There was a time when my former perpetually 5-year-old self was busy writing a lot about Douglas County. The ebb and flow of news and activity has changed that somewhat, though there have been opportunities of late to talk about my Education Policy Center friends chiming in to the courts on the Choice Scholarship Program, and more recently on the tools the district has made available to promote a broader system of informed parental choice.
This week, though, I couldn’t pass up the opportunity to share some other positive news. After a few years at the second-highest ranking of “Accredited,” Douglas County School District has regained its spot among the ranks of the state’s most highly accredited districts. The Colorado Department of Education’s calculations ascribed the honor to 27 of the state’s 178 school districts, none larger than Dougco.
Given the 60,000-plus student district’s top marks in Colorado for productivity, we shouldn’t be surprised by the recognition. But sadly, some are aghast. As 9 News reported, an angry faction within the district appears unready and unwilling to accept the good news at face value:
Douglas County Parents say the Accredited with Distinction rating is misleading. “We are concerned that the Douglas County School District will use this improved rating to deny our declining academic growth scores, that they will abandon their promise to improve academic achievement, and that they will continue to ignore high levels of parent and stake-holder dissatisfaction.”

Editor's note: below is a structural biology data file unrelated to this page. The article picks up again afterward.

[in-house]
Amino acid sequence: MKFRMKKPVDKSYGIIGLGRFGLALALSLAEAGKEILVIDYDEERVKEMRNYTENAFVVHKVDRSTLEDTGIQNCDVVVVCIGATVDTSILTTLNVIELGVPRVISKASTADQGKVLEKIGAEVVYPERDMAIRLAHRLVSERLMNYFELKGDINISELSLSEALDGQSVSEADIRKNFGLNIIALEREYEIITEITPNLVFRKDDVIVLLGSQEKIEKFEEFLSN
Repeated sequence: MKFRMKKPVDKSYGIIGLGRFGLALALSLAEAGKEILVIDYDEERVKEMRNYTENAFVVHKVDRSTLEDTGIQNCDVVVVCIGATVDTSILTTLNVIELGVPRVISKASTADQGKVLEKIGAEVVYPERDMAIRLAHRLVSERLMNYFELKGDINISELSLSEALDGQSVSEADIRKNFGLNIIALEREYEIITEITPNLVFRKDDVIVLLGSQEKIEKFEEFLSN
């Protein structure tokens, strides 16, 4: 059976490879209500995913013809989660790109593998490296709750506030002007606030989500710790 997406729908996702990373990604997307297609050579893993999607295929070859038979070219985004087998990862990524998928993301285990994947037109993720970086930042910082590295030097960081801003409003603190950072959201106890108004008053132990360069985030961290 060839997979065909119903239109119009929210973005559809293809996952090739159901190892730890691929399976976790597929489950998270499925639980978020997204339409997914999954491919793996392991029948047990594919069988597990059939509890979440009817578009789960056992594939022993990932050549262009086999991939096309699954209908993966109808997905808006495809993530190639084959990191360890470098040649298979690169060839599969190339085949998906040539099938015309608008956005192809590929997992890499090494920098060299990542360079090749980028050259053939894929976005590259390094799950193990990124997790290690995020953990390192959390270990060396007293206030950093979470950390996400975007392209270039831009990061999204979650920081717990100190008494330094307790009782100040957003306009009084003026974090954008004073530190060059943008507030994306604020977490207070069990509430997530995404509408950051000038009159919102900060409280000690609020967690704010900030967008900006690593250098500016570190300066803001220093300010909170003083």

[Deputy Commissioner of Education Dr. Keith] Owen says the rating is for Douglas County and for any district is accurate.
“Absolutely objective rating system,” Owen said.
Opponents of the reform board and district spent a fair amount of time in 2012 trying to make hay out of the fact that Dougco had declined in its accreditation rating. Yes, even though the decline was largely the result of a change in how the ratings were calculated and assigned, and it incorporated results from a school year before the reform superintendent took her position.
There also is the issue of Dougco agreeing to authorize the charter for Hope Online Learning Academy, an “alternative education campus” charter school that overwhelmingly serves highly at-risk youth. As the Commissioner of Education explained in a November 11 letter to the school district, to avoid creating “a disincentive for authorizing Alternative Education Campuses,” the law allows the rating to be appropriately adjusted. In order not to penalize the district’s mark, the AEC — in this case, Hope Online — has to “have demonstrated improved performance over time.”
Dougco’s 80.6 score puts them on par with Boulder Valley’s 80.5, the only other district among the 10 largest to earn the Accredited with Distinction rating. The metro area’s Littleton and non-union Academy 20 were two other districts of significant size to bring home the highest mark. Ouray and Steamboat Springs, both located in the mountains, finished with the two highest ratings statewide. Along with Academy 20 and Littleton, they are two of only 11 Colorado districts to reach Accredited with Distinction each of the past five years.
Why do I have a feeling that Dougco is going to be much more in this blog’s immediate future?